Jason Collins' historic announcement has been received with happy shrugs and praise, which is a very good thing. But it's not the end of anything, not nearly, and we shouldn't be too satisfied with this admittedly satisfying reception.
The Boston Celtics were once a very good team, if never quite one that deserved the heroic narrative they received in the early years of the Big Three. Now, with the end of the road seemingly rushing up for Pierce and Garnett, are we allowed to acknowledge that they've always been too small for their narrative?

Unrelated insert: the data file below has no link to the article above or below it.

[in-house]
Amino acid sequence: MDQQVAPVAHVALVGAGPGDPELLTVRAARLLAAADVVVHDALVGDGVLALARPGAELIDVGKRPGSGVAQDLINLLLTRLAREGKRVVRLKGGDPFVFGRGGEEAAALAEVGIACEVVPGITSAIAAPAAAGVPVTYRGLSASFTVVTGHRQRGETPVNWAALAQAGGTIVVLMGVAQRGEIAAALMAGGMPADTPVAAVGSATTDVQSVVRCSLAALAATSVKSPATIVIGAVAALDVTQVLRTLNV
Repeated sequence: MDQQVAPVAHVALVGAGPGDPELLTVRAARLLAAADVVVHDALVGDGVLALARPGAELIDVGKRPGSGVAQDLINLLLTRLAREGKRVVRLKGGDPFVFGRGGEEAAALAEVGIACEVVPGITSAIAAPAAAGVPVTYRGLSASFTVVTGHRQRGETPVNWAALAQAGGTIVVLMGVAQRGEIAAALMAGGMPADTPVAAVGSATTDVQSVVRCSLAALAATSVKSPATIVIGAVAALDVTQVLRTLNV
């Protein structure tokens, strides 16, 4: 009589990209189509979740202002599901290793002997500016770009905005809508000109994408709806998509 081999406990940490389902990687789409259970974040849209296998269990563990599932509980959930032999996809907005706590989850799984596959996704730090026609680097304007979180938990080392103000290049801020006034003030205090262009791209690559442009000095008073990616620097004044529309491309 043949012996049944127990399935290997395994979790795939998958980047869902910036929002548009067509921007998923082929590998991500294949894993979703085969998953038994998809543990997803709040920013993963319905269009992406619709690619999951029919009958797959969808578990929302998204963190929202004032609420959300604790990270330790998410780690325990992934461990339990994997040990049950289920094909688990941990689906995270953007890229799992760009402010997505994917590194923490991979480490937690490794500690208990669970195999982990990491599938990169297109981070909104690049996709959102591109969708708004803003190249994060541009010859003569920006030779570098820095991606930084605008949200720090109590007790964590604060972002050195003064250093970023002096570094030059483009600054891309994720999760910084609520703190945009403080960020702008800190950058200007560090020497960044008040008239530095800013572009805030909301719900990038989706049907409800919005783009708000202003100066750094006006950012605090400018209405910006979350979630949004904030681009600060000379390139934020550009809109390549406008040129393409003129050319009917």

The NBA was a strange place in the late 1970s, if probably not quite as strange as the version depicted in 1979's gloriously batshit Jonathan Winters/Julius Erving vehicle The Fish That Saved Pittsburgh. Few things, really, could be much stranger.
R.C. Buford is the NBA's best and most consistently successful front-office operative, and has been for a long time. He has also never won the NBA's Executive of the Year Award. There are a couple of ways to fix that.
The NBA's actual awards are nice enough, but also dull and subjective and mostly silly. Here are some subjective, mostly silly awards that don't actually exist. Pablo Prigioni, you've earned this one. Kevin Martin, come claim your sad ham.